If it gets too dark when reading, a lamp is the answer. If a piece of paper is printed with low contrast, it can be exposed to the sun for better readability. If a photographer wants to put something into perspective, he or she uses colored spotlights. What is useful in everyday life – the correct intensity and type of illumination – is also crucially important for machine vision, as natural lighting is often not available or insufficient or can also be unsuitable or obstructive depending on the application.
For this reason, illumination plays major role in the design of image processing systems. Type, color, and intensity have a major impact on what is visible of a test object and can therefore be captured by a camera or a vision sensor for evaluation. It follows that the purpose of correct illumination is to emphasize the characteristics of a test object in the best possible manner to allow the entire image processing system to function reliably.
Illumination is divided into incident light, dome light, dark field light, and back light. Based on the different technological approaches, each type of illumination has its respective strengths that can be used for different inspection tasks. For example, if the surface of the object is very reflective, then dome lighting can prevent reflections. If cameras and vision sensors are intended to recognize scratches or engravings, lateral dark field lighting is recommended.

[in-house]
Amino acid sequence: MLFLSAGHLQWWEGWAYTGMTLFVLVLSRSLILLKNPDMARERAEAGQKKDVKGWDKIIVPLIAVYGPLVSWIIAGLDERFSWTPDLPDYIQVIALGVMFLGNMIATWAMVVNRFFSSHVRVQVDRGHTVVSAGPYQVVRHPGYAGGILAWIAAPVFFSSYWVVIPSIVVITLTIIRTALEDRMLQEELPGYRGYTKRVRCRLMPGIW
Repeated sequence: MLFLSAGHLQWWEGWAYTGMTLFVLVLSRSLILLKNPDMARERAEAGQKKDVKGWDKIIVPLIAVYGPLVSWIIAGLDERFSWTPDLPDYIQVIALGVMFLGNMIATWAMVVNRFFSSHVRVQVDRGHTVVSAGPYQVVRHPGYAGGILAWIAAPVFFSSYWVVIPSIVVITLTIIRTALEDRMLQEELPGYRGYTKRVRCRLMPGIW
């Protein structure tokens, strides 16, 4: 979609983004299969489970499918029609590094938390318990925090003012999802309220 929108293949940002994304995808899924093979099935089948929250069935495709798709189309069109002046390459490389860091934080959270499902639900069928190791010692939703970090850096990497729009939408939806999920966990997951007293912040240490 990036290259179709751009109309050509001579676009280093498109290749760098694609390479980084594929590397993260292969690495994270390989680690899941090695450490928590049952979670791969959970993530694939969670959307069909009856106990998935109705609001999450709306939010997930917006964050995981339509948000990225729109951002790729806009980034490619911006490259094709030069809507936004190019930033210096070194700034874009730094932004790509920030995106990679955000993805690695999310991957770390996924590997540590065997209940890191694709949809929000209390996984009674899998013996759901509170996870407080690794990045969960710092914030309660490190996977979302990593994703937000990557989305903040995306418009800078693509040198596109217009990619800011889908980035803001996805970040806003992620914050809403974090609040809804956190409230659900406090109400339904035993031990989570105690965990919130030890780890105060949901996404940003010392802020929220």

In addition to determining what should be made visible of a test object, other aspects need also be taken into account, e.g., material characteristics such as the nature and color of the surface, ambient conditions such as external incident light, or working distances.
The application of different illumination colors creates contrasts that allow an inspection to be accomplished better or more efficiently. A color camera, for example, is not always required. Colored illumination can highlight or suppress certain colors in monochrome images. For example, if multi-colored surfaces such as colored pencils are exposed to blue light then the blue surfaces reflect the light the strongest while the other surfaces absorb it to varying degrees, depending on the color. The result is that the blue pencil appears very bright, and areas with extensive red components appear very dark. In this way, contrasts can be created that are decisive for a successful application solution.
Finding the correct illumination for applications depends on many factors; it is a very individual and potentially very complex process. Do you have questions regarding this? Our team will be glad to advise you and help you to find the best solution.